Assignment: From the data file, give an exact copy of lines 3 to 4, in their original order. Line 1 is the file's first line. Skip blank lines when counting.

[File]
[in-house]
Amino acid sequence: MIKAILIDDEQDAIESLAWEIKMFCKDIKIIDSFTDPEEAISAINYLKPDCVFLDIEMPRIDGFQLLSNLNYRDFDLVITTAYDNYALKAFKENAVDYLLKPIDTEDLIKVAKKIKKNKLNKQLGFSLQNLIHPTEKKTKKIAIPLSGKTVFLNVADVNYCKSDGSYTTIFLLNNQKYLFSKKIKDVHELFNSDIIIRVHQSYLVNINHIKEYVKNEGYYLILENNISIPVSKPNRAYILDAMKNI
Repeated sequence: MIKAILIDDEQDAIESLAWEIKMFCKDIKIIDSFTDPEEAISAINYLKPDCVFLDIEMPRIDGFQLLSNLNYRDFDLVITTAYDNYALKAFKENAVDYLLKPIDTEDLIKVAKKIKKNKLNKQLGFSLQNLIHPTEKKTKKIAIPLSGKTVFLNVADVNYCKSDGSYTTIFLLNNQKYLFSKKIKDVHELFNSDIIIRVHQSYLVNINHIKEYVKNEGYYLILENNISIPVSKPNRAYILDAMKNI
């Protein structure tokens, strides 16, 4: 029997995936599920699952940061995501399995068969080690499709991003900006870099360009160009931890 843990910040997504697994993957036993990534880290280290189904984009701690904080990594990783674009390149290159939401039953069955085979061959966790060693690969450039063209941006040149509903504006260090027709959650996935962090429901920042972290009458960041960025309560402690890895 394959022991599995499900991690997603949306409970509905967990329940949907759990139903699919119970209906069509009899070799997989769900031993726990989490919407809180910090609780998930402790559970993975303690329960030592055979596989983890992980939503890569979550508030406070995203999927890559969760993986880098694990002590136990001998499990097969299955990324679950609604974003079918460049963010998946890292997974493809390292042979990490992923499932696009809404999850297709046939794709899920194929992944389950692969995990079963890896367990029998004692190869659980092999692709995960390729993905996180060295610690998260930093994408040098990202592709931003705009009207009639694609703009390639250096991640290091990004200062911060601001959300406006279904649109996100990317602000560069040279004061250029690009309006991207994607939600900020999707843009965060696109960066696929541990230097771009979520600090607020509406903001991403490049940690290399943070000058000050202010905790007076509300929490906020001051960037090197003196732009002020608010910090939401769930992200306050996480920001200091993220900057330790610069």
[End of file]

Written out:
Repeated sequence: MIKAILIDDEQDAIESLAWEIKMFCKDIKIIDSFTDPEEAISAINYLKPDCVFLDIEMPRIDGFQLLSNLNYRDFDLVITTAYDNYALKAFKENAVDYLLKPIDTEDLIKVAKKIKKNKLNKQLGFSLQNLIHPTEKKTKKIAIPLSGKTVFLNVADVNYCKSDGSYTTIFLLNNQKYLFSKKIKDVHELFNSDIIIRVHQSYLVNINHIKEYVKNEGYYLILENNISIPVSKPNRAYILDAMKNI
């Protein structure tokens, strides 16, 4: 029997995936599920699952940061995501399995068969080690499709991003900006870099360009160009931890 843990910040997504697994993957036993990534880290280290189904984009701690904080990594990783674009390149290159939401039953069955085979061959966790060693690969450039063209941006040149509903504006260090027709959650996935962090429901920042972290009458960041960025309560402690890895 394959022991599995499900991690997603949306409970509905967990329940949907759990139903699919119970209906069509009899070799997989769900031993726990989490919407809180910090609780998930402790559970993975303690329960030592055979596989983890992980939503890569979550508030406070995203999927890559969760993986880098694990002590136990001998499990097969299955990324679950609604974003079918460049963010998946890292997974493809390292042979990490992923499932696009809404999850297709046939794709899920194929992944389950692969995990079963890896367990029998004692190869659980092999692709995960390729993905996180060295610690998260930093994408040098990202592709931003705009009207009639694609703009390639250096991640290091990004200062911060601001959300406006279904649109996100990317602000560069040279004061250029690009309006991207994607939600900020999707843009965060696109960066696929541990230097771009979520600090607020509406903001991403490049940690290399943070000058000050202010905790007076509300929490906020001051960037090197003196732009002020608010910090939401769930992200306050996480920001200091993220900057330790610069």